Wednesday, 29 June 2016

mustang (w&d. deniz gamze ergüven, w. alice winocour)

(Written on Friday, June 24th)

I’m not sure there could have been more a more appropriate film to go and see on the last day on which the UK could be said to belong to the project known as the European Union. At the time we went, late afternoon, there was still the expectancy that the following day Britain would remain within Europe. Like so many others in the capital it feels as though we have sleepwalked into an unwelcome oblivion, which has sneaked up from behind and tied a union jack plastic bag over our heads. Asphyxiation will be long and slow and when we finally die and find ourselves reborn, it will be beyond the borders of the Arcadian project.

Mustang’s pertinence to this above paragraph may not be immediately obvious. This is a Turkish film telling the story of five sisters. Their parents are dead and after they are seen playing around on a beach, their grandmother and wicked uncle adopt the hardline, puritan approach to their allegedly wayward charges. The house becomes a prison which the sisters seek to break out of; then one by one they are married off. They youngest, Lale, is the most instinctively rebellious. She has no wish to find herself paired off against her will to a man twice her age and plots her escape.

Mustang has been drifting around London cinemas since I’ve been back. I had seen the trailer so many times that I had little enthusiasm to see the film. The trailer captured the dreamy camerawork and the luscious light of the Turkish mediterranean coast. It presented the film as a dreamy study of adolescent womanhood. Which the film is, but it is also, I discovered when finally the planets aligned and I went to see it, far more than this. At first there’s a suspicion that the film’s success might have something to do with the lingering takes of pubescent flesh, as the girls hang out in their knickers. If there’s something that feels queasy about this, then it is redeemed by the understanding that this queasiness is presumably the intention. The film is a far-from-subtle attack on the conservative and hypocritical Muslim mores of the girls’ conservative guardians and the society they belong to. This society decries any unseemly display of teenage flesh, whilst at the same time happy enough to climb into bed with it. The more the film affronts this conservatism, the more potent, on a visceral level, is its attack.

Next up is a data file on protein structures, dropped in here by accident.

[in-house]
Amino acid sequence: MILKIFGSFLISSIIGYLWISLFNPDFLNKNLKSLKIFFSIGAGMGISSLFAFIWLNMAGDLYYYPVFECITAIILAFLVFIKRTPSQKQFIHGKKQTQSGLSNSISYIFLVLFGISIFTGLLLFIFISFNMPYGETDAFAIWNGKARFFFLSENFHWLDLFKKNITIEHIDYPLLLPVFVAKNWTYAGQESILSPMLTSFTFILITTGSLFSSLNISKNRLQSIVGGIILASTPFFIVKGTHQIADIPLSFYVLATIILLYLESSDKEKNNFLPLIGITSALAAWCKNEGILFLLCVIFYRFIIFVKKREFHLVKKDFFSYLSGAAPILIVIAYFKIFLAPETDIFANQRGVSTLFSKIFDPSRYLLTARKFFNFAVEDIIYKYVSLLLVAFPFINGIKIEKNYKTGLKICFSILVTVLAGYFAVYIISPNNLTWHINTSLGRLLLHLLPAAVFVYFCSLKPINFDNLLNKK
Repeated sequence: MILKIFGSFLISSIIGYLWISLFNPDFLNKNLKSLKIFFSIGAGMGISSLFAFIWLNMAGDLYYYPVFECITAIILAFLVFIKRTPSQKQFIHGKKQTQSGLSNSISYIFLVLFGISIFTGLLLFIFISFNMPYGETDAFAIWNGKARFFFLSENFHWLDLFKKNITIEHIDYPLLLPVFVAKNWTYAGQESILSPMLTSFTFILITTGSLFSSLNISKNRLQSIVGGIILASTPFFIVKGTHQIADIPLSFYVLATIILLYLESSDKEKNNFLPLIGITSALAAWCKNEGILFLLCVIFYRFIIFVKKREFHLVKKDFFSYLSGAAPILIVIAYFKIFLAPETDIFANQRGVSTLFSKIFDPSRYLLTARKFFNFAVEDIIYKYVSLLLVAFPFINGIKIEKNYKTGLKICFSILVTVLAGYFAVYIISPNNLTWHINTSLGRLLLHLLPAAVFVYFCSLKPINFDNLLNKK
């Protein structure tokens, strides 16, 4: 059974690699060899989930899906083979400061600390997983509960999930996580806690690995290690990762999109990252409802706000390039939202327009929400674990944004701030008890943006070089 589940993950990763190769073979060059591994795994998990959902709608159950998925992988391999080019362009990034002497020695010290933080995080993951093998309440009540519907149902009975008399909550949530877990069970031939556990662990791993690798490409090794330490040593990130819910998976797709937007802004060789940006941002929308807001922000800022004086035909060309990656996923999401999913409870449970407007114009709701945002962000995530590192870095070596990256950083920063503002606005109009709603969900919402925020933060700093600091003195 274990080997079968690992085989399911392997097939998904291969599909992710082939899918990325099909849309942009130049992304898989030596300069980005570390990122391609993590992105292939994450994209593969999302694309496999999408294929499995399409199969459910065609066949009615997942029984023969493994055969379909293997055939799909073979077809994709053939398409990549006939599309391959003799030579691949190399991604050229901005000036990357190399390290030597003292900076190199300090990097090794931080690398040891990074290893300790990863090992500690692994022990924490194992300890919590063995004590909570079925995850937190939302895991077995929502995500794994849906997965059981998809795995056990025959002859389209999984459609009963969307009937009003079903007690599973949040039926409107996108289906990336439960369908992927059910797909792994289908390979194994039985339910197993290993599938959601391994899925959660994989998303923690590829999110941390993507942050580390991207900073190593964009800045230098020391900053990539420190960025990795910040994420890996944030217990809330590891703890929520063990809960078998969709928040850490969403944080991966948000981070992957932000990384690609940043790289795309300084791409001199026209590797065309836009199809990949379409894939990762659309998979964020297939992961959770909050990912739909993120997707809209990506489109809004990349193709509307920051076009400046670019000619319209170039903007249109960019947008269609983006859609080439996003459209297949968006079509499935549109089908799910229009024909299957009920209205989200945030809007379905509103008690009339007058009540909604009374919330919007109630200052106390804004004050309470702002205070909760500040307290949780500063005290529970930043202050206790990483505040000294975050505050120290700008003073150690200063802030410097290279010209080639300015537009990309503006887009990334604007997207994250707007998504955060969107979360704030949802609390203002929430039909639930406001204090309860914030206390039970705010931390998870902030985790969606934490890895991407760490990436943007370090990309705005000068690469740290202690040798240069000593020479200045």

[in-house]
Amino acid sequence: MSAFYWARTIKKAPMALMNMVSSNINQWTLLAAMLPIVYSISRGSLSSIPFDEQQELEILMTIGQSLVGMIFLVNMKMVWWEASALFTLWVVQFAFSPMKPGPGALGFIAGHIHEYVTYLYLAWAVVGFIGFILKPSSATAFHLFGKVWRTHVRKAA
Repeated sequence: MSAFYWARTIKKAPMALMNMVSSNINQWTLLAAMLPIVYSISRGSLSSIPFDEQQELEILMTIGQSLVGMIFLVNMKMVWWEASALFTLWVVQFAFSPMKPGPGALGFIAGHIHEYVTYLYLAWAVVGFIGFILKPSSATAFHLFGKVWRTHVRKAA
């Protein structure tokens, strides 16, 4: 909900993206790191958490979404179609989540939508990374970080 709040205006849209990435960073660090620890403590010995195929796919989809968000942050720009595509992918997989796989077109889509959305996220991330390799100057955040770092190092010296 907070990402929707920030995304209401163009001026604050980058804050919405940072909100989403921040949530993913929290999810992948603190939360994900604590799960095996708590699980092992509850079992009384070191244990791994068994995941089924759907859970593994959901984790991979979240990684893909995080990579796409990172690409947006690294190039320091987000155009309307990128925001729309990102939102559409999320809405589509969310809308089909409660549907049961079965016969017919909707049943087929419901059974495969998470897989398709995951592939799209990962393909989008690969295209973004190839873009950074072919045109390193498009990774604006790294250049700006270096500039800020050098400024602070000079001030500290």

The repressive, mind-numbingly restrictive scope of this society, which attempts to quash the girls’ instinctive joie de vie, is something anyone would want to flee. In the end, after a well-constructed escape sequence, Lale and her sister Nur succeed in doing so. They get to Istanbul and in a symbolically significant moment, cross the Bosphorus from Asia to Europe. We root for them, because we, as lay Westerners, would want to do the same thing in their shoes: get the hell out of dodge. In so doing, the film helps to explain why many young Turks, not so very different in their outlook to ourselves, might want to head towards Europe. Which was of course, one of the great terrors projected by the Leave campaign in the election. ‘The Turks are coming.’ As though we belonged to the Ottoman empire on the point of being stormed; as though it was not precisely those who wanted to escaped a repressive, conservative orthodox society who would be the ones most likely to be seeking to discover a place more in keeping with their values. 

Supposedly the drawbridge has now been put up, a day later, precisely to stop the likes of Lala and Nur reaching our shores. In the very act of doing so, those who raise the drawbridge show themselves to be just as repressive and conservative as the family the girls are trying to flee. Britain has now become the contrasting pole to orthodox Turkey (itself a gateway for the more challenging orthodox societies which lie to its Southern and Eastern borders.) Our conservatism and orthodoxy might take a different form to its Eastern polar opposite, but things they share in common are a distrust of the alien, a willingness to sacrifice their young on the altar of their narrow-minded mindset, and an introverted neurosis which stymies creativity and hope. 

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